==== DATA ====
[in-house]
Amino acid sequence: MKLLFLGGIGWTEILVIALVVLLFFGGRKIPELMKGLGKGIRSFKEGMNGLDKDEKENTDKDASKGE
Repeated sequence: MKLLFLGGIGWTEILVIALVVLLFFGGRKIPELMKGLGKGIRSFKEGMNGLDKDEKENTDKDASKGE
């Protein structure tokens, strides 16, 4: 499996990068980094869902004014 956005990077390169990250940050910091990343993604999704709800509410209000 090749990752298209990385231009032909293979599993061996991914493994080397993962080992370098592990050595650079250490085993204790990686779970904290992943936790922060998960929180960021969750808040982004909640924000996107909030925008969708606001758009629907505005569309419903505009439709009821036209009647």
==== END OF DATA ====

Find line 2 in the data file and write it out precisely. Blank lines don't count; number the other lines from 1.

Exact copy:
Amino acid sequence: MKLLFLGGIGWTEILVIALVVLLFFGGRKIPELMKGLGKGIRSFKEGMNGLDKDEKENTDKDASKGE